bef. 900; (noun, nominal) Middle English; Old English man(n); cognate with German Mann, Dutch man, Old Norse mathr, Gothic manna; (verb, verbal) Middle English mannen, Old English mannian to garrison
Man,male,gentleman are nouns referring to adult human beings who are biologically male; that is, physiologically equipped to initiate conception but not to bear children. Man is the most general and most commonly used of the three; it can be neutral, lacking either favorable or unfavorable implication:a wealthy man; a man of strong character, of unbridled appetites.It can also signify possession of the most typical or desirable masculine qualities:to take one's punishment like a man.Male emphasizes the physical or sexual characteristics of a man; it may also refer to an animal or plant:a male in his prime; two males and three females in the pack; a male of the genusIlex. In scientific and statistical use, male is the neutral contrastive term to female:104 females to every 100 males; Among birds, the male is often more colorful than the female.Gentleman, once used only of men of high social rank, now also specifies a man of courtesy and consideration:a real gentleman; to behave like a gentleman.Gentleman is also used as a polite term of reference (This gentleman is waiting for a table) or, only in the plural, of address (Are we ready to begin, gentlemen?). See also manly, male.
The use of man1 to mean "human being,'' both alone and in compounds such as mankind, has met with objection in recent years, and the use is declining. The objection is based on the idea that man is most commonly used as an exclusive, sex-marked noun meaning "male human being.'' Critics of the use of man as a generic maintain that it is sometimes ambiguous when the wider sense is intended (Man has built magnificent civilizations in the desert), but more often flatly discriminatory in that it slights or ignores the membership of women in the human race:The man in the street wants peace, not war.Although some editors and writers reject or disregard these objections to man as a generic, many now choose instead to use such terms as human being(s), human race, humankind, people, or, when called for by style or context, women and men or men and women. See also -man, -person, -woman.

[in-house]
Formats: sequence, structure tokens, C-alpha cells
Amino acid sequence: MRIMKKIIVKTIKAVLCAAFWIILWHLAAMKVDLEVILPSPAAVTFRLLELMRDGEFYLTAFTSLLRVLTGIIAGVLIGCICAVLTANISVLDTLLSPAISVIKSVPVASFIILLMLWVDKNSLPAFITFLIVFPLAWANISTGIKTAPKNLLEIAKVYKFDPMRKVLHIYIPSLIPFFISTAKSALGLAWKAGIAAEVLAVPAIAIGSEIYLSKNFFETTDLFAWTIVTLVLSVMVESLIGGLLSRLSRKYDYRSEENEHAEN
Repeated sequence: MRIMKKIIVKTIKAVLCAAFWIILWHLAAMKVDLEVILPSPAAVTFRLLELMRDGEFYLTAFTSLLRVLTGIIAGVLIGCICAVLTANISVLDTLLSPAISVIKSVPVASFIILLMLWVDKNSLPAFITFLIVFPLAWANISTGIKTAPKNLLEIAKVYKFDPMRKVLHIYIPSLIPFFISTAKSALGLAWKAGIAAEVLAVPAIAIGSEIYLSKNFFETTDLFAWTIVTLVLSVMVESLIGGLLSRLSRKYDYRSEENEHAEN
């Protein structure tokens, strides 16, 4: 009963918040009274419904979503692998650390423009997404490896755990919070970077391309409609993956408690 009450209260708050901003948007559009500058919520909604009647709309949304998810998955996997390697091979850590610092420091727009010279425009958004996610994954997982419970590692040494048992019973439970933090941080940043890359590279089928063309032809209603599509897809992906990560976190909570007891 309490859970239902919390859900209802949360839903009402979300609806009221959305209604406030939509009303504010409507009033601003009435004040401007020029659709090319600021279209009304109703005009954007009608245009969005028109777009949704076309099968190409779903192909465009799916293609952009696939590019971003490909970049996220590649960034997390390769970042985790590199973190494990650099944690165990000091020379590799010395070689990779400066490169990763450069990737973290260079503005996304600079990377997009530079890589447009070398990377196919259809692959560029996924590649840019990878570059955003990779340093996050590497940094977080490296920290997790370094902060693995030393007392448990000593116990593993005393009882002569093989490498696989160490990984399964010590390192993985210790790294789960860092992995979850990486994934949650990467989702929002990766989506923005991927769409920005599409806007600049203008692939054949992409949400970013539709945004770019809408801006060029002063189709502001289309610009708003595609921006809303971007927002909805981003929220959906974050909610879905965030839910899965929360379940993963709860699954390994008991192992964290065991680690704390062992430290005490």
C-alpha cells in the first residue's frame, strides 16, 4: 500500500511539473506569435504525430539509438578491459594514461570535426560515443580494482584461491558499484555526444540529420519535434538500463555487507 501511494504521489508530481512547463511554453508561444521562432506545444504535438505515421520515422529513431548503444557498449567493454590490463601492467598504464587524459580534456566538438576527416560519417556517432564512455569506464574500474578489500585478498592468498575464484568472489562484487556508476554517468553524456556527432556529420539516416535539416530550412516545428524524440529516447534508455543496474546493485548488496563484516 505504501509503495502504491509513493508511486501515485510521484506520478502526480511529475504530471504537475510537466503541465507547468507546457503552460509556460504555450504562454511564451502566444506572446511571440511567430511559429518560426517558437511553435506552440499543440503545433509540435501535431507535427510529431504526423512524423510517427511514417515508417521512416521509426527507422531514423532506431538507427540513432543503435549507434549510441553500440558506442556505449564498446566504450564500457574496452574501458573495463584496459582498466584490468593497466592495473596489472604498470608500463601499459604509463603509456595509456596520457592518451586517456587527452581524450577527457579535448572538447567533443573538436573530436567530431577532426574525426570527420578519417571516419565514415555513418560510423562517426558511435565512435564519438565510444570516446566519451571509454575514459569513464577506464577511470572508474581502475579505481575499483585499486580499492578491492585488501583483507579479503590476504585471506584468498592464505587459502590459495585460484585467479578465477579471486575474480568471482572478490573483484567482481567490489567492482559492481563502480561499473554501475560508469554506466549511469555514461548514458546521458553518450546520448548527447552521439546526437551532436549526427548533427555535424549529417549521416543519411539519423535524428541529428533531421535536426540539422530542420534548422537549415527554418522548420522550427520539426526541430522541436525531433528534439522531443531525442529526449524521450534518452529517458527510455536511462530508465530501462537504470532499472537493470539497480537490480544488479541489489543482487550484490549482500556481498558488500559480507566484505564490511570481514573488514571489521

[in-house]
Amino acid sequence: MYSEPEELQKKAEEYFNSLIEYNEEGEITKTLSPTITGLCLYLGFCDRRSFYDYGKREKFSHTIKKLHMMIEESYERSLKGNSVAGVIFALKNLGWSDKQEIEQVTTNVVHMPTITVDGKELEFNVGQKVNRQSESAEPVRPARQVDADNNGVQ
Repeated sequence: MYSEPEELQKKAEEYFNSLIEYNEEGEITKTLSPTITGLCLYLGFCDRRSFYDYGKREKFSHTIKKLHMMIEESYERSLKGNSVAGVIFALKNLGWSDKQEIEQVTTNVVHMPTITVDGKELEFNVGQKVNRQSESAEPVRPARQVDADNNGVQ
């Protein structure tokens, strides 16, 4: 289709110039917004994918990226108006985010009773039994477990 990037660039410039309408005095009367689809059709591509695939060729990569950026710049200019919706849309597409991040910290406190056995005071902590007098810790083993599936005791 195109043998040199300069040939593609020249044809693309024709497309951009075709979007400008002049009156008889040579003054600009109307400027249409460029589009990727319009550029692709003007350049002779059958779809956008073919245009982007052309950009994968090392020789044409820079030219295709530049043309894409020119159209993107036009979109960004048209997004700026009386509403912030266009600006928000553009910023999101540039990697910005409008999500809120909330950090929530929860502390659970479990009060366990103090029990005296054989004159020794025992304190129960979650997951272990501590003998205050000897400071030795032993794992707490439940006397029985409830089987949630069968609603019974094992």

man2(män, man; unstressed mən),USA pronunciationauxiliary v. Scot.
Place NamesIsle of, an island of the British Isles, in the Irish Sea. 58,773; 227 sq. mi. (588 sq. km). Cap.: Douglas.
a combining form of man:layman; postman.
The use of -man as the last element in compounds referring to a person of either sex who performs some function (anchorman; chairman; spokesman) has declined a great deal in recent years. Only if the reference is to a specific male person are such compounds still widely used:Roy Johnston, Channel 83 news anchorman.Sometimes the sex-neutral -person is substituted for -man when the sex of the individual involved is unknown or irrelevant:anchorperson; chairperson; spokesperson.Often when a specific woman is involved, the suffix -woman is used:Doris Powell, Channel 83 news anchorwoman.And sometimes, when possible, a form with no suffix at all is used:Roy Johnston, Channel 83 news anchor.All terms historically ending in -man that designate specific occupations (foreman; mailman; policeman; repairman; etc.) were dropped in favor of sex-neutral terms in the Dictionary of Occupational Titles (DOT), published by the U.S. Dept. of Labor in 1977. DOT terms for the occupations listed above are supervisor,mail or letter carrier, police officer (or just officer), repairer (as in radio repairer). Many industries and business firms have adopted similar sex-neutral occupational titles.One -man compound, freshman, is still the term generally used in high schools and colleges and in Congress, and it is applied to both sexes. As a modifier, the singular form freshman is used with both singular and plural nouns:a freshman athlete; freshman legislators.See also chairperson, man, -person, -woman.